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Account managers and salespeople play two important but different roles in the customer acquisition and retention life cycle. But at some organizations, you can’t tell the difference. Most of the training that organizations provide their sales functions is centered around front line selling techniques, product knowledge, features and benefits. Increasing a salesperson’s ability to immediately impact sales dollars is obviously an important objective to drive. In some industries, it’s the most important objective.

Want to learn more about sales enablement? View our recorded webinar: Sales Enablement & Beyond: Using Games and Smart Implementation to Drive Performance.


The water gets murkier when an industry is highly complex and heavily regulated. In the Fall 2015 issue of LTEN’s Focus magazine, Wendy Heckelman, Ph.D. described the challenge life science and medical device companies face:

Life science companies can no longer rely on the “one-to-one” or “sales representative to physician” model to drive growth. Treatment decisions are often made by various stakeholders across large and complex healthcare and government institutions. They face the challenge of improving patient outcomes while simultaneously reducing associated costs. Therefore, decision-makers need solutions that address quality patient care and broader healthcare outcomes.

Key Account Management (KAM) requires a different set of competencies and behaviors than that of the traditional sales rep. When the selling process within an industry changes from a one-to-one sale (such as sales rep to doctor) to an account-level sale (such as an account manager selling to the C-suite of a health system), the type of training and coaching required to equip learners also changes.

The ideal solution to this problem is often a blended learning curriculum that helps your Key Account Managers take the long view and differentiate their roles from that of frontline sales reps. Here are three areas of focus to consider:

1. Realign core competencies

“Selling” in a traditional sense is only one small piece of the strategic account management life cycle. The selling skills, product knowledge and features and benefits you previously focused on in training do not build the competencies a key account manager needs to build long-term, mutual value with a customer’s organization. Before you re-design training, a sound analysis should be conducted to assess needs and find the gap between existing competencies and desired competencies.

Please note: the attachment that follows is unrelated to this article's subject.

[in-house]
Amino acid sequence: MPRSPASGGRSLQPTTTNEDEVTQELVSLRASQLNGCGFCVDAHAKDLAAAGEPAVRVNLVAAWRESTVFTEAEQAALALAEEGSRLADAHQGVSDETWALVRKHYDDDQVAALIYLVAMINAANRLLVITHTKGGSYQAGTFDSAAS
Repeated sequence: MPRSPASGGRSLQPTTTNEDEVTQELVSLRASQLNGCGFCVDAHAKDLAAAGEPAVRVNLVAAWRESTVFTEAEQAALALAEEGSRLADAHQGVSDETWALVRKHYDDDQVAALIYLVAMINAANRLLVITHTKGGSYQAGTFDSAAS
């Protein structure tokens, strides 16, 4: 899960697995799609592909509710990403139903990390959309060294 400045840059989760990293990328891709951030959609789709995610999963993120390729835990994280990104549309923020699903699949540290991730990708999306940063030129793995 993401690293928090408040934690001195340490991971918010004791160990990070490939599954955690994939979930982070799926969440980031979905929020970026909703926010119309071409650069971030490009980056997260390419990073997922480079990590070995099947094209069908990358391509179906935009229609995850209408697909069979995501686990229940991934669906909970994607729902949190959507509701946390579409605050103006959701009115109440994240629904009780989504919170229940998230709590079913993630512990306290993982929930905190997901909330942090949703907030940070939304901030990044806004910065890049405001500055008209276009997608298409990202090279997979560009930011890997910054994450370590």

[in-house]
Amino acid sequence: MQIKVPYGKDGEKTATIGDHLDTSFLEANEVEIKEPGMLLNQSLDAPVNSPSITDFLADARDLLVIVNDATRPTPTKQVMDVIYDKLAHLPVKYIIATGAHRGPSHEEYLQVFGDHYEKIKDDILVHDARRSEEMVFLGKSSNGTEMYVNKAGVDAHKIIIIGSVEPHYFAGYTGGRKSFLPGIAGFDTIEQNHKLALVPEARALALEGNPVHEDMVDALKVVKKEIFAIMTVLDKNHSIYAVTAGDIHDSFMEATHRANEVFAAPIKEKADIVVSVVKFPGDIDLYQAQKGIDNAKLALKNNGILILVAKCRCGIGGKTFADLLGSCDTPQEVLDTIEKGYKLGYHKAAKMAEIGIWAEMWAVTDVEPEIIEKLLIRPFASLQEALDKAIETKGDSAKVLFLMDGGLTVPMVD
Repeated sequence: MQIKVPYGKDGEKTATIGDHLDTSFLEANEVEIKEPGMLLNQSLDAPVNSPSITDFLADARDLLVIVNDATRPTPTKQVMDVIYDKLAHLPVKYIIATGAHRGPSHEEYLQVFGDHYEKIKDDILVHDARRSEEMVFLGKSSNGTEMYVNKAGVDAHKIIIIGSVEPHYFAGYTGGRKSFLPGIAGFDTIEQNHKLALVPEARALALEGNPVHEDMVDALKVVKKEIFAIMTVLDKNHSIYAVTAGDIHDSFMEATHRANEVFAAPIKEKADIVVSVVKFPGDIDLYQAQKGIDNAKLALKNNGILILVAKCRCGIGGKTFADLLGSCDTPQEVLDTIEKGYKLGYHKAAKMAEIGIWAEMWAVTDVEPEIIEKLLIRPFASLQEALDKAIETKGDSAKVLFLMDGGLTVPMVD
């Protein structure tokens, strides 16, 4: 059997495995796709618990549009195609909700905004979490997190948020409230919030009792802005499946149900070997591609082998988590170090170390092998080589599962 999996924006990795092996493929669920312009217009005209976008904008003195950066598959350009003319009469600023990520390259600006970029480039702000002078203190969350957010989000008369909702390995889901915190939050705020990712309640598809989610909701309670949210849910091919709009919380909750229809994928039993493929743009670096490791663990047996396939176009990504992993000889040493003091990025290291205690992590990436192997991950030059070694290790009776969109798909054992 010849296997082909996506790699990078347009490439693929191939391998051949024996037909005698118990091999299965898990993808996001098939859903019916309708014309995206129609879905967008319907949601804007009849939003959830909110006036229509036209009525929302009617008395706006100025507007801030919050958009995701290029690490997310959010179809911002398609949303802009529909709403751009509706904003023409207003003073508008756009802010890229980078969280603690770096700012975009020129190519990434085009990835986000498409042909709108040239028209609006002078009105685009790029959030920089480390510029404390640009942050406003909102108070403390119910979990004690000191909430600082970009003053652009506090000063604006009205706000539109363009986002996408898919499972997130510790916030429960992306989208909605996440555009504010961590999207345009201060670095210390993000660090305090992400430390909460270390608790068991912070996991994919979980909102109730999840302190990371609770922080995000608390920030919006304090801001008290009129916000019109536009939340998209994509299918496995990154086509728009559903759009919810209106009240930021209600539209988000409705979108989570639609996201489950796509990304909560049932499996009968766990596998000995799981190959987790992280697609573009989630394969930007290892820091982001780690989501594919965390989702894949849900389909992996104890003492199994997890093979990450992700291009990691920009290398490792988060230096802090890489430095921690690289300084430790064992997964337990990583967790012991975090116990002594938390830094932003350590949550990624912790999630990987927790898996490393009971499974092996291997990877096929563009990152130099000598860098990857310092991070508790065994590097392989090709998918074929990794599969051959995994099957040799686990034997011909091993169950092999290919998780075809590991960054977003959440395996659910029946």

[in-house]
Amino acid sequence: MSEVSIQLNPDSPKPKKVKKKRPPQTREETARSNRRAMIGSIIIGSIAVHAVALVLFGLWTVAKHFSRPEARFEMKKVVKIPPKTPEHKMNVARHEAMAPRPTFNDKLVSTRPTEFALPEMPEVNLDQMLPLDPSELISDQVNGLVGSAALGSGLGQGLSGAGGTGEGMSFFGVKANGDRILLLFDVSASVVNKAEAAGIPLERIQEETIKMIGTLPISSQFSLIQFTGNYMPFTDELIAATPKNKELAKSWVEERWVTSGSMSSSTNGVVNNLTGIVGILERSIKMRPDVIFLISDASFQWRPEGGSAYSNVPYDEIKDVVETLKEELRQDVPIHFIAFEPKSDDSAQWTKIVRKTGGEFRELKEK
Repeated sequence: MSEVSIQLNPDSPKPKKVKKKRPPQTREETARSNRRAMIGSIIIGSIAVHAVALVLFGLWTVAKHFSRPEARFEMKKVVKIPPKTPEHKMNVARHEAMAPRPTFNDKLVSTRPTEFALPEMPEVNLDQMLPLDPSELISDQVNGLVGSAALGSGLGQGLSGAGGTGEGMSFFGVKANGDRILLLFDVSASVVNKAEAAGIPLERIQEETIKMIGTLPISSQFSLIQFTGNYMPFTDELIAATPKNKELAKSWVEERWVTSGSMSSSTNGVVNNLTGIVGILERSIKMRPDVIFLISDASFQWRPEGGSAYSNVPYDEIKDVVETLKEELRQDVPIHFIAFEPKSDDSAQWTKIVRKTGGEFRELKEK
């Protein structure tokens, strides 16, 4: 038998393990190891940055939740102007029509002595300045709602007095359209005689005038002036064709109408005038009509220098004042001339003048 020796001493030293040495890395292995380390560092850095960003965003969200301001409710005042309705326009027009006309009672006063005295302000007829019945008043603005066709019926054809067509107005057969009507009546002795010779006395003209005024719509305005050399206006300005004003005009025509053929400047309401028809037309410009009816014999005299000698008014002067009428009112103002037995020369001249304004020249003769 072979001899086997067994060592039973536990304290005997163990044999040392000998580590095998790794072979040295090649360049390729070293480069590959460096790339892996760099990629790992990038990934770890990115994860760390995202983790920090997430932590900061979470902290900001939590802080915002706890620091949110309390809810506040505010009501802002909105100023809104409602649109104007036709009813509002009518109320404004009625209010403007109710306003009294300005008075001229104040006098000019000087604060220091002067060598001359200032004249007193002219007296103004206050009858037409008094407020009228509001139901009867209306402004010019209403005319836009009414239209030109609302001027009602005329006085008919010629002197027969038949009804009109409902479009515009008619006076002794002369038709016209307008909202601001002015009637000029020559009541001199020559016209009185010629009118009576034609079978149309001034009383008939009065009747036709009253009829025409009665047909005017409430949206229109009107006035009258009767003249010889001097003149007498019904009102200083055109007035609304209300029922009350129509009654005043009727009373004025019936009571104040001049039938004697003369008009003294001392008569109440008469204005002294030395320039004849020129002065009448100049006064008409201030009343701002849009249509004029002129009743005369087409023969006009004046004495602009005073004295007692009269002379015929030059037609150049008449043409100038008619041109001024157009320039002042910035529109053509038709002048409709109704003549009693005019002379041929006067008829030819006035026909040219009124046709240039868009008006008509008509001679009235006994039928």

2. Redefine the Launch or POA meeting

For the organizations we work with, the product launch meeting, national sales meeting or POA (plan of action) meeting is usually the key event that will (allegedly) prepare sales reps and account managers to sell the “right” products the “right” way. Once you have re-aligned your core competencies to include key account management and selling, the learning solutions included in these meetings will also change. Consider blending online pre-work with interactive live events that incorporate gaming and roleplay. The learning content should focus less on features and benefits and more on identifying ways to create long-term value for an account and articulating that value proposition as a compelling story.

3. Extend the Learning

Because Key Account Management is a highly complex discipline, ongoing coaching and performance support is essential. Include in your plans a way to reinforce key learning objectives and remind learners to apply the behaviors they learned regularly. A mobile reinforcement app such as Knowledge Guru can be used to embed the most common customer stories into long-term memory.

Start at the Beginning

If your organization has been equating selling with strategic account management, you’ll need to realign your core competencies and behaviors before you jump to the solution. Dr.Heckelman’s article includes a chart with some example competencies and behaviors, and these are a great starting point. Our recorded webinar on analysis describes how to conduct an audience analysis and task analysis, two steps that can help identify what your competencies need to be and how to close the skills gap.

How to Integrate Product Knowledge Into Your Launch Curriculum

It’s here! The time has come! Your company’s new product is about to launch and it’s time for the launch event. Reps are flown in from all over the country, or the world, to learn about the new product they will be selling. Excitement is high and, ideally, reps will leave enthusiastic and ready to sell. But amidst all the hype, what will they actually take away from the meeting? What will they learn?

Most importantly, will your reps be ready to effectively sell that new product after a day of information sharing? Probably not.

When a new product launches, a huge assortment of new facts and knowledge must be internalized by the reps who will sell and support it. Many product launches consist of a single in-person launch meeting, as described above, or series of regional meetings. Reps receive the new information and are expected to leave the meeting start applying it in customer conversations.

If the organization is highly spread out, the local and country-specific groups will have to make sure the information is accurate and up-to-date as well. This is a tall order.

So in the midst all of the excitement that surrounds a product launch, what is the best way to present the new knowledge to sales reps? How will they become familiar with features and benefits, strengths and weaknesses, and ways to position the product against competitors?

Our Product launch framework

In her white paper on learning solutions that support product launches, Nancy Harkness presents the product launch curriculum as a set of learning solutions broken into three parts. We use this framework with most of our clients: